Dressing an older Freeheeler


Once your child is 10+ and are in Freeheelers (advanced groups), they are ready to start wearing lighter nordic specific clothing. This will help them work on their technique and not get hot while working hard. If you buy nordic specific clothing, it will be expensive and you'll probably have to buy another set in 1-2 years. However, many of the items are similar to what soccer players and bicyclists use so you'll find them at thrift shops or you may already have this clothing from other sports your child does. Most important is lighter pants that are snug at the ankles and lighter jackets. See below for each layer of a junior nordic kit.

First the under layers. The first layer is fairly thin. Buy synthetic.  No cotton.  You can get these at any outdoor store. I buy my own kids underlayers at Value Village or Goodwill since you'll find these there for 1/3 the price. On top of that you'll want to add a thin fleece, like 1/8th inch thick. Again you can find lots of these used as thrift stores at low prices. On warm days, skip the fleece on the legs and just use the thin underlayer on legs.

Add nordic or nordic-like ski pants. These are more form-fitting and thinner than downhill, but need not be tights. If you buy new, then get one's that have a wind-resistant front. These are expensive. Soccer warm-up pants work fine as long as they are synthetic. Note these are not thin nylon pants; warm up pants are about 1/8in thick synthetic. You can find these at thrift stores for under $20. Make sure they are the type that are narrow at the ankles and have ankle zips. NO COTTON and you don't want baggy pants.

Next nordic jacket. This is thinner and more form-fitting than downhill and doesn't have a hood. Again these are pricey new, but sometimes you can find bicycling jackets at thrift stores that are similar. It doesn't have to be waterproof but wind resistant is important.

Rain jacket and rain/wind pants. Get a light jacket and have it in the pack for windy/rainy days. This is not a downhill jacket; that's too heavy. Rain/wind pants: You don't want anything too floppy. Some form-fitting wind/rain pants are best. Most kids age 12+ won't need these except on really wet or cold days.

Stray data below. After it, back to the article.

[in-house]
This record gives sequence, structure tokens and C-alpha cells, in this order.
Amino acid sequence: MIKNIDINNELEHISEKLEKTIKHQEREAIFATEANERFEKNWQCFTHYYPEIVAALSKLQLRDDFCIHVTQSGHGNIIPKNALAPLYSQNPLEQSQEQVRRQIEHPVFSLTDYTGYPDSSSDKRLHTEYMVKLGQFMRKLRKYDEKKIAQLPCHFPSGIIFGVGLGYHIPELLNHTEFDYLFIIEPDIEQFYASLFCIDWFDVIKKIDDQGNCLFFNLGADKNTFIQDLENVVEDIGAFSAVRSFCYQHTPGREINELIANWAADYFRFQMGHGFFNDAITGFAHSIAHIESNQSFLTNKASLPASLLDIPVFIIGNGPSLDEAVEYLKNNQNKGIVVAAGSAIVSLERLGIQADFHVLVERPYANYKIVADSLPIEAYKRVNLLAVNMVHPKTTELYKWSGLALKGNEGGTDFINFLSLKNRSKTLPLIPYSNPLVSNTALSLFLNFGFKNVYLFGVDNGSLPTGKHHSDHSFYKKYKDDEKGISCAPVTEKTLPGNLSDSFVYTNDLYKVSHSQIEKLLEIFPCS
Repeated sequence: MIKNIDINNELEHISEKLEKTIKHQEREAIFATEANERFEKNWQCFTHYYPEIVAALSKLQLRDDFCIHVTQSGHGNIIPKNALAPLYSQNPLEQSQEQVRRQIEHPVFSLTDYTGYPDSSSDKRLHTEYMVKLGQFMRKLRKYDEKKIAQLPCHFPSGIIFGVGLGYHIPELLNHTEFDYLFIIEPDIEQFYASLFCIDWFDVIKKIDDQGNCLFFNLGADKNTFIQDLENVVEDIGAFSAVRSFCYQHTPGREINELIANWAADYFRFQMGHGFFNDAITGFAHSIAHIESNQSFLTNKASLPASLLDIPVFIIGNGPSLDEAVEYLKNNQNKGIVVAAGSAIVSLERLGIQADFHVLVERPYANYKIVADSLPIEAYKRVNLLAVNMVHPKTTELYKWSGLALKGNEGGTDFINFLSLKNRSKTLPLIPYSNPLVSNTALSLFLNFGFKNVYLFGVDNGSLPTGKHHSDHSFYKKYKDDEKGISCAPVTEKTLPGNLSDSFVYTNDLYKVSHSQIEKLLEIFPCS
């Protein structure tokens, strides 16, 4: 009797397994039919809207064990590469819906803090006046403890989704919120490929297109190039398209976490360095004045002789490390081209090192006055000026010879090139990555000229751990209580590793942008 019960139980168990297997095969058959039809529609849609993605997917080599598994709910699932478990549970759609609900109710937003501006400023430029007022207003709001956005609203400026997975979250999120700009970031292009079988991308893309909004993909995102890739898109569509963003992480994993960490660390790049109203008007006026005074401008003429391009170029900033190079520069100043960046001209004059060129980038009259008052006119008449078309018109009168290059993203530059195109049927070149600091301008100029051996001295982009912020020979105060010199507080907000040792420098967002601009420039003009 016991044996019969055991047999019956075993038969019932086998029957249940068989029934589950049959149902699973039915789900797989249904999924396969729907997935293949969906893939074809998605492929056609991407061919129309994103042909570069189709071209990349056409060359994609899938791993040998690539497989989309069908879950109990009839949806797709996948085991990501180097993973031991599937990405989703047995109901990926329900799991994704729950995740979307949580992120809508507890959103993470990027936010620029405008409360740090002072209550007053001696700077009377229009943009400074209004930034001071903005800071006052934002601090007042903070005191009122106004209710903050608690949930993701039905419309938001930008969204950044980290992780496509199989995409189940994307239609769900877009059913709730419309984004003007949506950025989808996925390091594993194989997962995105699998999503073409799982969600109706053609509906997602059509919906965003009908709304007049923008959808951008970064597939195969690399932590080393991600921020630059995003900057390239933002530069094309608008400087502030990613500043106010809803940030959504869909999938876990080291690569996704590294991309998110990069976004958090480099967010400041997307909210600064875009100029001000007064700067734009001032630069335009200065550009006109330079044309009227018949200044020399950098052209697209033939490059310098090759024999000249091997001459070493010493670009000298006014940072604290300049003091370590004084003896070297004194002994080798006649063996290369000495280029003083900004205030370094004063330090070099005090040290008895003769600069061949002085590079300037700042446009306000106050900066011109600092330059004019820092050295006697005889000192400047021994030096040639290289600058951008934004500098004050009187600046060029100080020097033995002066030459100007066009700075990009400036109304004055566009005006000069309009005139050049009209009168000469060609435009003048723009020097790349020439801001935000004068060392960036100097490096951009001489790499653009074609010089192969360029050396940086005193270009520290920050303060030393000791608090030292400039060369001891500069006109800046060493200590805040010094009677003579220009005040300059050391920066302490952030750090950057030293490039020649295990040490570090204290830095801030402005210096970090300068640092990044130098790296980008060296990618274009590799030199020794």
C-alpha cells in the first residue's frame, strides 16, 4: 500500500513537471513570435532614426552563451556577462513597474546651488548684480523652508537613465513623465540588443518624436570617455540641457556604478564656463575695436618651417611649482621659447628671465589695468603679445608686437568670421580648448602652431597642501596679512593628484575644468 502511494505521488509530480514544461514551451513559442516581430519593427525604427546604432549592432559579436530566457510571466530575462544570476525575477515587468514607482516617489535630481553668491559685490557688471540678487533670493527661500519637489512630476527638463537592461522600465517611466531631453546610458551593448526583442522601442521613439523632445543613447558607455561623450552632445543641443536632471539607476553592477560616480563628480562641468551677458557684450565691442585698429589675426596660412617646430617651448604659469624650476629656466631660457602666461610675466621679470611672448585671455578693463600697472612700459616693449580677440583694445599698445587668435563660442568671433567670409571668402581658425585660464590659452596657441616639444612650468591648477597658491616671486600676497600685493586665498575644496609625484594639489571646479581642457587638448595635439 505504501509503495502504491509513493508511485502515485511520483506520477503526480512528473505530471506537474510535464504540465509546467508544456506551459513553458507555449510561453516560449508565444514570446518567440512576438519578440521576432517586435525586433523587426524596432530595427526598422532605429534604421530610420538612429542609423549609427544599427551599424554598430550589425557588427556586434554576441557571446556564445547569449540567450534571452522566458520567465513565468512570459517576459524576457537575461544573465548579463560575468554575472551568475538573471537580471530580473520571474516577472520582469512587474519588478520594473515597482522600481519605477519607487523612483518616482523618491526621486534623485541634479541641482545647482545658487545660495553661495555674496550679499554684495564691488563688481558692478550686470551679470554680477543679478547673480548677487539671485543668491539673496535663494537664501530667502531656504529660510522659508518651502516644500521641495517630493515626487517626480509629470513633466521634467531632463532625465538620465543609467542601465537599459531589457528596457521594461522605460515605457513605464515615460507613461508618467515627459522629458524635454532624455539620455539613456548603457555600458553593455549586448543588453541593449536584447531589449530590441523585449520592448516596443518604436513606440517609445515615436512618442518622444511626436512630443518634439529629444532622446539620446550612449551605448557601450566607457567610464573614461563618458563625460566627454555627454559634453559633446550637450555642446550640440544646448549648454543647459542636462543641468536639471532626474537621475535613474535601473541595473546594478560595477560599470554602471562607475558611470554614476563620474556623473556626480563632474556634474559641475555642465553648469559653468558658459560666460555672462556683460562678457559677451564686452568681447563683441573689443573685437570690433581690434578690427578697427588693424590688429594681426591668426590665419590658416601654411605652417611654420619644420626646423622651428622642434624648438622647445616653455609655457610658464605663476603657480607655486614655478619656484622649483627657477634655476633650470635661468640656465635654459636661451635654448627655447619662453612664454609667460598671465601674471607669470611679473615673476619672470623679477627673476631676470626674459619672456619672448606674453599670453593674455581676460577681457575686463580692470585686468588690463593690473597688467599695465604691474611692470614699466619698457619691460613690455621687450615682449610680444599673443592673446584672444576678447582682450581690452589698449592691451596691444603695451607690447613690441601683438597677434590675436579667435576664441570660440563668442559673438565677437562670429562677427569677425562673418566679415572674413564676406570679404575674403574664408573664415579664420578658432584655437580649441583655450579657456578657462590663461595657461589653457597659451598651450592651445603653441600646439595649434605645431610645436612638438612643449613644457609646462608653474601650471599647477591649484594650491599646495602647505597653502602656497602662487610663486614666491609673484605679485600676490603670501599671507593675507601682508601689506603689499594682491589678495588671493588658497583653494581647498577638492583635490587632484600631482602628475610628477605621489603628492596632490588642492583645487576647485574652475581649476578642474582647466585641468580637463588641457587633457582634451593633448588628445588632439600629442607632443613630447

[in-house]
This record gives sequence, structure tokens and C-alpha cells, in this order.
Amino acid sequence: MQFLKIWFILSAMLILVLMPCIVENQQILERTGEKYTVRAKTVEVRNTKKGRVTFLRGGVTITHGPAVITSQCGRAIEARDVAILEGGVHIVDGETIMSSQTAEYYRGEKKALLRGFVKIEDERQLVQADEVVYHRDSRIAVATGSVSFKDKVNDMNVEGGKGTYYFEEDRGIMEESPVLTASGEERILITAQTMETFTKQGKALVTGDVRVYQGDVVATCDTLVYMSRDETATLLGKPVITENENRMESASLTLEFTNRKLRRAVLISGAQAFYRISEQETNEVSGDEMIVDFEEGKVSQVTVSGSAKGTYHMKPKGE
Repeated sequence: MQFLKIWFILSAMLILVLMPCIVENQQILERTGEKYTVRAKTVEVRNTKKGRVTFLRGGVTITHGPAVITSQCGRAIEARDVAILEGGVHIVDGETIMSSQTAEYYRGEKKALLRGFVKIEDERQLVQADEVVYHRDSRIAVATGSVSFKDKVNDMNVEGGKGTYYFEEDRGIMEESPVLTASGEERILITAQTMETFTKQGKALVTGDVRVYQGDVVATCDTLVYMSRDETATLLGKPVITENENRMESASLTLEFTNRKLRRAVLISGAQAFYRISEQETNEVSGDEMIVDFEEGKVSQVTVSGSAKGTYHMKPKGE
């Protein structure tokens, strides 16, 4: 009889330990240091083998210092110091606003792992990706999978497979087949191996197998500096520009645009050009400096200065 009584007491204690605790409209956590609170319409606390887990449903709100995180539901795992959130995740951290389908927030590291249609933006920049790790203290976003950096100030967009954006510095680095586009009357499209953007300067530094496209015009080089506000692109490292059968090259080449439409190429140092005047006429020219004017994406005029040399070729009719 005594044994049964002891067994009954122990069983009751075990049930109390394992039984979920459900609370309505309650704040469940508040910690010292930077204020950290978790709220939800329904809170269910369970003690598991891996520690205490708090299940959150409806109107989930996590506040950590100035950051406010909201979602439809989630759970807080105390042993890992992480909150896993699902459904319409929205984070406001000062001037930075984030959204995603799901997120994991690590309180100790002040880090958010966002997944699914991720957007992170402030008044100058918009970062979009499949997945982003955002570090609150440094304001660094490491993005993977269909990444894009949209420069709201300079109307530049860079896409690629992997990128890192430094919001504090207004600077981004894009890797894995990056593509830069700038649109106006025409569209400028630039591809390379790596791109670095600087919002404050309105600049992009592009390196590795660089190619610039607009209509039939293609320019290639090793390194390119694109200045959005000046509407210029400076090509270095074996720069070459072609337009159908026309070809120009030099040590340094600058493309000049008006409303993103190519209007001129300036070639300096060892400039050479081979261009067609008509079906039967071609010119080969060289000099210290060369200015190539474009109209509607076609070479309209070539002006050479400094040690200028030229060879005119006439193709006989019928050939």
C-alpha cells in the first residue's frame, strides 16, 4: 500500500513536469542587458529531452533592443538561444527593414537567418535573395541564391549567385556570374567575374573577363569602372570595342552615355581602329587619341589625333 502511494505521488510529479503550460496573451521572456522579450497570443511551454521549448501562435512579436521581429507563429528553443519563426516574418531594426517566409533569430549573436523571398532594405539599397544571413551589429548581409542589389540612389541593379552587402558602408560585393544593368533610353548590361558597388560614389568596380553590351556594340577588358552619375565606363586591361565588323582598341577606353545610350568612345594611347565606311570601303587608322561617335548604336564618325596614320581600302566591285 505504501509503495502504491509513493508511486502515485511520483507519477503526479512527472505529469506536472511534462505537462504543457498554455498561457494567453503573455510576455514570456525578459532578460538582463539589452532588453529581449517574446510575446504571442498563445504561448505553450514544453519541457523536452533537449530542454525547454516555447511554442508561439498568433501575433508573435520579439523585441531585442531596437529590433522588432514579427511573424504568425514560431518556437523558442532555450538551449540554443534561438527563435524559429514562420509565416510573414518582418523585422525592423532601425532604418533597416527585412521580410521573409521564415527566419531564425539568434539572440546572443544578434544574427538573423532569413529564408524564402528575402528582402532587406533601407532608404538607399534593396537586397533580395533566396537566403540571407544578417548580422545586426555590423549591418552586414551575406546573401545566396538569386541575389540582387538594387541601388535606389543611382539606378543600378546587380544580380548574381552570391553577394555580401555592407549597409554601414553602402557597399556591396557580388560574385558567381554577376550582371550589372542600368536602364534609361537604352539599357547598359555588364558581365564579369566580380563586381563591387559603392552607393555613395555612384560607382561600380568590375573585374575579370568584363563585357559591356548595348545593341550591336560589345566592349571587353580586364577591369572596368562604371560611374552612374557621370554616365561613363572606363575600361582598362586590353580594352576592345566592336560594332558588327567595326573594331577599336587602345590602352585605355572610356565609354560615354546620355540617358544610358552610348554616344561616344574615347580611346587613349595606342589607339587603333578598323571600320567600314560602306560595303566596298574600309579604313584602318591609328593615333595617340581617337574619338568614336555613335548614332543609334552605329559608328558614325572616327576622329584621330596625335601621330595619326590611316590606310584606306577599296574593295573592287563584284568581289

Now's the age for kids to start using thinner nordic gloves on warm days. For cold days, do pack thicker downhill like gloves or thicker nordic-gloves or lobster gloves. You'll need to buy nordic gloves new. Confession: my kids didn't get nice nordic gloves until they were late teens because those gloves are very expensive and kids lose them. Once they were ready for nordic-type gloves, they used those construction gloves (the ones that look like nordic gloves). These cost about $10 and with a liner are warm enough. I don't necessarily recommend this, but if your kids lose their gloves, this is a cheap back-up.

Have a pair of mitts or lobster mitts in the pack for cold days. If your child is prone to cold hands, use these instead of gloves.

On cold days a thin 'puffy' jacket is really nice or you can use a thicker fleece jacket that fits under the outer jacket. These thin synthetic down jackets are pricey but fairly easy to find used/practically new in thrift shops in the women's jacket section.

Another option for cold days if your child doesn't tend to get cold is a vest with fleece inside and wind breaker front. These can be hard to find used, but you can find them at thrift shops sometimes since they are used for bicycling too.

If it is a cold day (like 20 F or lower) and your son is in thin nordic pants (as are worn in the advanced Freeheeler groups), he'll need wind boxers or wind briefs. Failing that a plastic bag stuck in the front of the briefs works.

Final product.

A thin neck gaitor for cold days. The thick fleece one's are usually too thick. You can get thin polyestor/micro-fiber ones for about $10 which work better for nordic skiing.

Big backpacks are not needed. You can get a decent hydration pack online for about $20 (sometimes cheaper). Camelback will charge 2-3x times that, but you don't need that brand.

Tricks of a seasoned ski parent:

  1. Always have spare mitts or gloves in the pack. A neck gaitor is also a life saver on cold blustery days.
  2. Keep a couple pairs of chemical hot pads (Hot Hands) in the ski bag.  On a bitter cold days, stick those in your kid’s gloves and boots.
  3. Tuck a treat into a pocket.  Working hard and cold weather means lots of calories get burned.
  4. Have a pair of googles in the car. Have your child take them on cold, snowy days.
  5. If it’s pouring rain, put a rain coat and rain pants on over the normal Freeheeler stuff.
  6. And finally, don't forget the sunglasses on sunny days.